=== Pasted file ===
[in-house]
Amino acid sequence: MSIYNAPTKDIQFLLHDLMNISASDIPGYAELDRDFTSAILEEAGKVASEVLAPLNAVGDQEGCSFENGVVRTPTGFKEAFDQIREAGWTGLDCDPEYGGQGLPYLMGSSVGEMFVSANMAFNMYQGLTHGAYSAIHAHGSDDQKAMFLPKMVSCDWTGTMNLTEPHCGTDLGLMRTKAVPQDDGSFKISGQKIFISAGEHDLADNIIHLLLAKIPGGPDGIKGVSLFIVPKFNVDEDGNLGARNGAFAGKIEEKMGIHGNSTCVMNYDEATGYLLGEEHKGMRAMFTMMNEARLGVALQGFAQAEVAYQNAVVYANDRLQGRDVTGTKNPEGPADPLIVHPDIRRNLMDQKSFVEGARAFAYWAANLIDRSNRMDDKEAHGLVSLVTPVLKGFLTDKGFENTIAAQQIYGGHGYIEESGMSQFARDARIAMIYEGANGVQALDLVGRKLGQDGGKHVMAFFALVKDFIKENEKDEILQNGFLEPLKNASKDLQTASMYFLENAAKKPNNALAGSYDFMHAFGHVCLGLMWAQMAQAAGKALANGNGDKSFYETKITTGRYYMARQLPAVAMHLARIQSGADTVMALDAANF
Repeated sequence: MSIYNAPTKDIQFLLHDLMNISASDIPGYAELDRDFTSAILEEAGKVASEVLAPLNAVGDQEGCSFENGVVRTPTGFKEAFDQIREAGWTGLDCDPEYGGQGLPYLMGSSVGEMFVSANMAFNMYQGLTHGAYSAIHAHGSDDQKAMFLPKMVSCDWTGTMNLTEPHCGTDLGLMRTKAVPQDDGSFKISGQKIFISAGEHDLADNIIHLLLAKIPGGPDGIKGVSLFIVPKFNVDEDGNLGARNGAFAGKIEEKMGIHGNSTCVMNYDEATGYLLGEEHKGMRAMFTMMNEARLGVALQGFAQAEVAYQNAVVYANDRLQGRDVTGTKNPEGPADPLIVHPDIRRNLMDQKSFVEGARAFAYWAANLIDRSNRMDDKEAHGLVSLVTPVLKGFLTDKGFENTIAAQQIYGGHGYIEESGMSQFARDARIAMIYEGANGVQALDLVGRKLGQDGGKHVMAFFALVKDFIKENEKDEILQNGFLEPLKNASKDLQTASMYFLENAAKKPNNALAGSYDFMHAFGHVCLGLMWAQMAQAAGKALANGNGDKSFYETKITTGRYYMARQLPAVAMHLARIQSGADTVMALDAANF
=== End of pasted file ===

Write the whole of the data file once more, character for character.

[in-house]
Amino acid sequence: MSIYNAPTKDIQFLLHDLMNISASDIPGYAELDRDFTSAILEEAGKVASEVLAPLNAVGDQEGCSFENGVVRTPTGFKEAFDQIREAGWTGLDCDPEYGGQGLPYLMGSSVGEMFVSANMAFNMYQGLTHGAYSAIHAHGSDDQKAMFLPKMVSCDWTGTMNLTEPHCGTDLGLMRTKAVPQDDGSFKISGQKIFISAGEHDLADNIIHLLLAKIPGGPDGIKGVSLFIVPKFNVDEDGNLGARNGAFAGKIEEKMGIHGNSTCVMNYDEATGYLLGEEHKGMRAMFTMMNEARLGVALQGFAQAEVAYQNAVVYANDRLQGRDVTGTKNPEGPADPLIVHPDIRRNLMDQKSFVEGARAFAYWAANLIDRSNRMDDKEAHGLVSLVTPVLKGFLTDKGFENTIAAQQIYGGHGYIEESGMSQFARDARIAMIYEGANGVQALDLVGRKLGQDGGKHVMAFFALVKDFIKENEKDEILQNGFLEPLKNASKDLQTASMYFLENAAKKPNNALAGSYDFMHAFGHVCLGLMWAQMAQAAGKALANGNGDKSFYETKITTGRYYMARQLPAVAMHLARIQSGADTVMALDAANF
Repeated sequence: MSIYNAPTKDIQFLLHDLMNISASDIPGYAELDRDFTSAILEEAGKVASEVLAPLNAVGDQEGCSFENGVVRTPTGFKEAFDQIREAGWTGLDCDPEYGGQGLPYLMGSSVGEMFVSANMAFNMYQGLTHGAYSAIHAHGSDDQKAMFLPKMVSCDWTGTMNLTEPHCGTDLGLMRTKAVPQDDGSFKISGQKIFISAGEHDLADNIIHLLLAKIPGGPDGIKGVSLFIVPKFNVDEDGNLGARNGAFAGKIEEKMGIHGNSTCVMNYDEATGYLLGEEHKGMRAMFTMMNEARLGVALQGFAQAEVAYQNAVVYANDRLQGRDVTGTKNPEGPADPLIVHPDIRRNLMDQKSFVEGARAFAYWAANLIDRSNRMDDKEAHGLVSLVTPVLKGFLTDKGFENTIAAQQIYGGHGYIEESGMSQFARDARIAMIYEGANGVQALDLVGRKLGQDGGKHVMAFFALVKDFIKENEKDEILQNGFLEPLKNASKDLQTASMYFLENAAKKPNNALAGSYDFMHAFGHVCLGLMWAQMAQAAGKALANGNGDKSFYETKITTGRYYMARQLPAVAMHLARIQSGADTVMALDAANF